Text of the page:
Chris Dailey and his wife are building a new home on the coast of St. Petersburg, Florida that will be 7 feet above expected flood level during a major storm. He was therefore amazed to learn that under the new pricing of the federal flood insurance program, his annual premium would drop from $ 441 to $ 4,986.
“This is absolute madness,” said Mr. Dailey, 52. “This rate does not make sense.” He said he plans to complete the project, which is about a block and a half from a canal that leads to Tampa Bay, but is worried about the possibility of selling it in the future.
The National Flood Insurance Program, the leading provider of flood coverage in the United States, with more than five million policies, is rolling out a revised pricing methodology starting Friday in an attempt to more accurately reflect the flood risk at which individual properties are confronted. The problem has grown in importance with climate change, which scientists say is fueling sea level rise and contributing to more severe weather conditions.
Under the new system, dubbed “Risk Rating 2.0”, some policyholders in particularly vulnerable areas will face large premium increases while others in less exposed locations will see smaller increases or even decreases. Homes in high-risk flood areas with mortgages from government-backed lenders must have flood insurance, and private carriers also offer coverage in some areas.
The changes could cause some owners of floodplains across the United States, particularly along the Gulf Coast and East Coast, to make tough decisions about whether they can afford to live there. according to insurance and real estate specialists. Some buyers may find mortgages inaccessible, making waterfront living more and more the preserve of wealthy people. Developers can rethink where they build, and coastal real estate markets could take a hit.
“There is no better risk communication tool than a pricing signal,” said Roy Wright, president of the Insurance Institute for Business and Home Safety, an industry research group and former chief of the federal flood insurance program. “For middle income neighborhoods, this will become a real consideration,” he said.
As part of the program’s decades-long pricing system, the main variables considered were the location of a property on a flood map and its elevation. The new system takes into account a broader set of factors, including a property’s distance to a body of water, its height to the first floor, and the cost of rebuilding it.
The previous method resulted in price imbalances, with policyholders of lower-value homes often subsidizing those of higher-value homes, according to the Federal Emergency Management Agency, which manages the program.
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“Risk Rating 2.0 corrects this injustice,” said David Maurstad, senior program manager.
Groups, including the Association of State Floodplain Managers and Taxpayers for Common Sense, support the changes, saying the updated pricing will encourage homeowners to pursue mitigation measures, such as raising homes or adding flood vents, to reduce the risk of flooding.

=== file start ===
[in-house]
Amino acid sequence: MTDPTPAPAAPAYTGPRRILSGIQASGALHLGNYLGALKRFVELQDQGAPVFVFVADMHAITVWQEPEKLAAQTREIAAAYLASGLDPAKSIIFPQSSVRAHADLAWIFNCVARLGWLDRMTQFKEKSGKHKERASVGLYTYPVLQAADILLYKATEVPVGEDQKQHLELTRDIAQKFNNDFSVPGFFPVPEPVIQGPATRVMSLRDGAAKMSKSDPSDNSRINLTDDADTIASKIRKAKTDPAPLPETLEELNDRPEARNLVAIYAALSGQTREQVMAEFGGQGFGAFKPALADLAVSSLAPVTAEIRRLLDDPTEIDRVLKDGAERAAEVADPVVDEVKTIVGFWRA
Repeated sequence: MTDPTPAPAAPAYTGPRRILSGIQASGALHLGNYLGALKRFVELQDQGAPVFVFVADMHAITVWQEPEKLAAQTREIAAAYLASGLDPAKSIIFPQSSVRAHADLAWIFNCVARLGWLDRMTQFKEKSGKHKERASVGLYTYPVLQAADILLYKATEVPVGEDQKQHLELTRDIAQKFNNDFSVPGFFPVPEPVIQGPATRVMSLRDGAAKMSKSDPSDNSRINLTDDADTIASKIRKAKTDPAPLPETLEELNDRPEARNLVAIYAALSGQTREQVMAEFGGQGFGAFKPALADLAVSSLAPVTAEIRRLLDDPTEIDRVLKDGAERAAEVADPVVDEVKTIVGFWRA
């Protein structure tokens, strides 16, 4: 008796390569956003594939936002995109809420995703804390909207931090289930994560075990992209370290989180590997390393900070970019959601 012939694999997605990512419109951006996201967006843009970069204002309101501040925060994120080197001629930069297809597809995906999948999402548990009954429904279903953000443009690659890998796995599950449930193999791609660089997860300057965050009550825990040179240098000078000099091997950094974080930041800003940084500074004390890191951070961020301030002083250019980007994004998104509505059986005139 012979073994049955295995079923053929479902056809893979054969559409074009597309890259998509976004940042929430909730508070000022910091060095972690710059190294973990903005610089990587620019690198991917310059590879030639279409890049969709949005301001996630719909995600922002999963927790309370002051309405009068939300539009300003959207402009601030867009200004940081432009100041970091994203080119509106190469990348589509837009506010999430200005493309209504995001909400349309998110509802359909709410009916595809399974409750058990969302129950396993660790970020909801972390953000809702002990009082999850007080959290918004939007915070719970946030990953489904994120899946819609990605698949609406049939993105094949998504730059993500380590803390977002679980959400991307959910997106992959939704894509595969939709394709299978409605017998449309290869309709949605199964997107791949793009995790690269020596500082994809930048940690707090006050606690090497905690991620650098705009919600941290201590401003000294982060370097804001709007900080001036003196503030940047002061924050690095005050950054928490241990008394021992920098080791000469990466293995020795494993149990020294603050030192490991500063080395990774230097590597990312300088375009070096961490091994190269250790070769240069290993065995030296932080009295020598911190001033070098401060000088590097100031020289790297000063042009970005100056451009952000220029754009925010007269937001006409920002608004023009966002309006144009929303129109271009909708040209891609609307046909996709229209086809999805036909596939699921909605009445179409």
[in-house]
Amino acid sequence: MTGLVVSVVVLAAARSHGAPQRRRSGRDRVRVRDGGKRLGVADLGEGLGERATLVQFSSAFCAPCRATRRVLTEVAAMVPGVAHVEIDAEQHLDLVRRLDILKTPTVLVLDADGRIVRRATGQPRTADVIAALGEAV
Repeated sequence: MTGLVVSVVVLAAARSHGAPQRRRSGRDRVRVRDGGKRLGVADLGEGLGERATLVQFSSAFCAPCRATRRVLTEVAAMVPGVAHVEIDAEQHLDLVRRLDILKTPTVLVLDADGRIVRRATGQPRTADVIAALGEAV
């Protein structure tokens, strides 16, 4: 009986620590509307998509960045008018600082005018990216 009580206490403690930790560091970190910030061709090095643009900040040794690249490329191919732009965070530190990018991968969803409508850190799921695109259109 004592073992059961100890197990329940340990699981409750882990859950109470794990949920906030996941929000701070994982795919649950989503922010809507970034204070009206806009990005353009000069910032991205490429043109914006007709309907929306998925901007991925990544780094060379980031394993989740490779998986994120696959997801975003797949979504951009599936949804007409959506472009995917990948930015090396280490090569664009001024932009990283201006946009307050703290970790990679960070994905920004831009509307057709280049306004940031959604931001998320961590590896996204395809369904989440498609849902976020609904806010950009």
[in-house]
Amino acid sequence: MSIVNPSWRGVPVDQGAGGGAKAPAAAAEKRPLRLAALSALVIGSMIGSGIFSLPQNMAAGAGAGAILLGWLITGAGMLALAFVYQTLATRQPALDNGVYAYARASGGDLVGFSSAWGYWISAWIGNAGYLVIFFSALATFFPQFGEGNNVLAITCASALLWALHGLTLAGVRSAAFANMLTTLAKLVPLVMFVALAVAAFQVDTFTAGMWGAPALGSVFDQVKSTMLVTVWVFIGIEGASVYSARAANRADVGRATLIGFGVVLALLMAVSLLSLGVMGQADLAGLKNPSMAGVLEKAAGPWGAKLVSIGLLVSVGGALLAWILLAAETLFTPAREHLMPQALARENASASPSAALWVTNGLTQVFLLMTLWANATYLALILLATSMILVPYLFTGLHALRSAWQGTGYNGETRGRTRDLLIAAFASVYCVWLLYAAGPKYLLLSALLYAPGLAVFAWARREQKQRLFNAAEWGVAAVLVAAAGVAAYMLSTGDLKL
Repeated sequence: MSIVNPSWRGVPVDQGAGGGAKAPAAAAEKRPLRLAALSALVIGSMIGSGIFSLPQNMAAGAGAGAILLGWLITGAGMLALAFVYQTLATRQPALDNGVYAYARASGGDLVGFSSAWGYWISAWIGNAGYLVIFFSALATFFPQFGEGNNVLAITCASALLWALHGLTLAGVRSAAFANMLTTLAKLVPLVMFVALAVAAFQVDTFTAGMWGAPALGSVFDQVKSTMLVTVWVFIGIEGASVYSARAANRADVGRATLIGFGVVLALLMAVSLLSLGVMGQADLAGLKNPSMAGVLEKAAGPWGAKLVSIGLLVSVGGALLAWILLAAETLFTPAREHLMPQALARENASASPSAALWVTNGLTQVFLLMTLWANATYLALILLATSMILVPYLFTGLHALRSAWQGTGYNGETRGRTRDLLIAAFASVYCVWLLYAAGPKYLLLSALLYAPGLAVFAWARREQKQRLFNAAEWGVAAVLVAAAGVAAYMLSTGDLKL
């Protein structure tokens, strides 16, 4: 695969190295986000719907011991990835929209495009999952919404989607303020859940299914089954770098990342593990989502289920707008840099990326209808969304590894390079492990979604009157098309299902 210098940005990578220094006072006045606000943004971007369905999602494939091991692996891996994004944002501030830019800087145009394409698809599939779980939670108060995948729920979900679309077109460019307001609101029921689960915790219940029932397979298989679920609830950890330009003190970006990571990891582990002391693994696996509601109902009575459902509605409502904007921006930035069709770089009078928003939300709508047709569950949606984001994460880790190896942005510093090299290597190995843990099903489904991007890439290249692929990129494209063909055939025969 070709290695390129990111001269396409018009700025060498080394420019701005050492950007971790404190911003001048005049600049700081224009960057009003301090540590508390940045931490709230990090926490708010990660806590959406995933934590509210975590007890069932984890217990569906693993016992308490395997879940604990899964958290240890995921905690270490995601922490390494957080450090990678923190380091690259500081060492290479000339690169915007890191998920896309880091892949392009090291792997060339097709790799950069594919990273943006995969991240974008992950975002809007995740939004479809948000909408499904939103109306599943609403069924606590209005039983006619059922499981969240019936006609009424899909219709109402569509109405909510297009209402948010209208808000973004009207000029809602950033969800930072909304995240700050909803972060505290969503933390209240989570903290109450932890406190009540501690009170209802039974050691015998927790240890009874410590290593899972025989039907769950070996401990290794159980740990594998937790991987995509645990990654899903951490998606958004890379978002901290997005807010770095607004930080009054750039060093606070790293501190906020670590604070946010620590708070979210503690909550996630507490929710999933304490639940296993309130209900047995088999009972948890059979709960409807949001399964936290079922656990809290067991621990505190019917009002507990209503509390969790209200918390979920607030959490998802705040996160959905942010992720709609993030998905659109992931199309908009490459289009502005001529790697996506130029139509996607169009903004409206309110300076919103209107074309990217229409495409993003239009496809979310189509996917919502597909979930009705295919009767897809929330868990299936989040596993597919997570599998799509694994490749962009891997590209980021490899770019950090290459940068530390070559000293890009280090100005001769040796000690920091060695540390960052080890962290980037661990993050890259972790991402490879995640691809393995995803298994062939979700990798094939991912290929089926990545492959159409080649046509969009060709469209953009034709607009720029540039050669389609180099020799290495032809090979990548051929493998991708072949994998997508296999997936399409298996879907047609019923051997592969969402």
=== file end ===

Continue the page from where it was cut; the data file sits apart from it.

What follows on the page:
As of Friday, the new policies will adjust to the new full rate. For existing policies, the changes are effective April 1, 2022, with annual increases capped at 18% until they reach the full rate.
According to a FEMA analysis, 23% of policyholders will see their premiums drop in the first year, 66% will see increases of up to $ 10 per month, 7% will see increases of $ 10 to $ 20 and 4% will have increases of more than $ 20.
Jake Holehouse, president of HH Insurance in St. Petersburg, said the analysis led him to believe homeowners could absorb the impact. But after gaining access to the new system a month ago and getting quotes, he found plenty of examples of big rate hikes. The exact reason is unclear as the new pricing algorithm is not public, but Holehouse believes one of the main reasons is the inclusion of the replacement cost variable.
Her client Tyler Payne, the mayor of nearby Treasure Island who lives on a canal, currently has a policy with the Federal Flood Insurance Program with an annual premium of $ 2,710. At renewal time, that is about to start climbing to a full rate of $ 5,415, Mr. Holehouse said.
“When you buy a home, you factor in all of these costs,” said Payne, 31. “For one of them to potentially double in the next few years is a game-changer.”
Carl Schneider, an insurance agent in Mobile, Alabama, said he didn’t think the new pricing method would prove too disruptive. Among the customers he has compiled the numbers for, some are seeing jumps, but many are ready for cuts.
“It’s a mixed bag,” he said. “You will see the majority of consumers very satisfied with the way the program more accurately assesses their home. “
Some members of Congress, mainly from coastal states, are calling for a delay in implementing the new rating system. Senators including Chuck Schumer (D., NY) and John Kennedy (R., La.) Wrote to the FEMA administrator last week, expressing concern over sharp increases in premiums that could become unaffordable for employees. owners.
The new system could affect the decisions of buyers and builders. WinWay Homes, a custom home builder in South Pasadena, near St. Petersburg, canceled the purchase of a property a few weeks ago because it is in a flood-prone area and may be more difficult to sell due to changes to flood insurance, the owner said. Matt Carr. He said property prices outside flood-prone areas are rising rapidly while those inside flood-prone areas that are not on water remain stable.
“Even though I pay more money outside of a flood zone, I’m more comfortable being able to sell it to someone,” Carr said.
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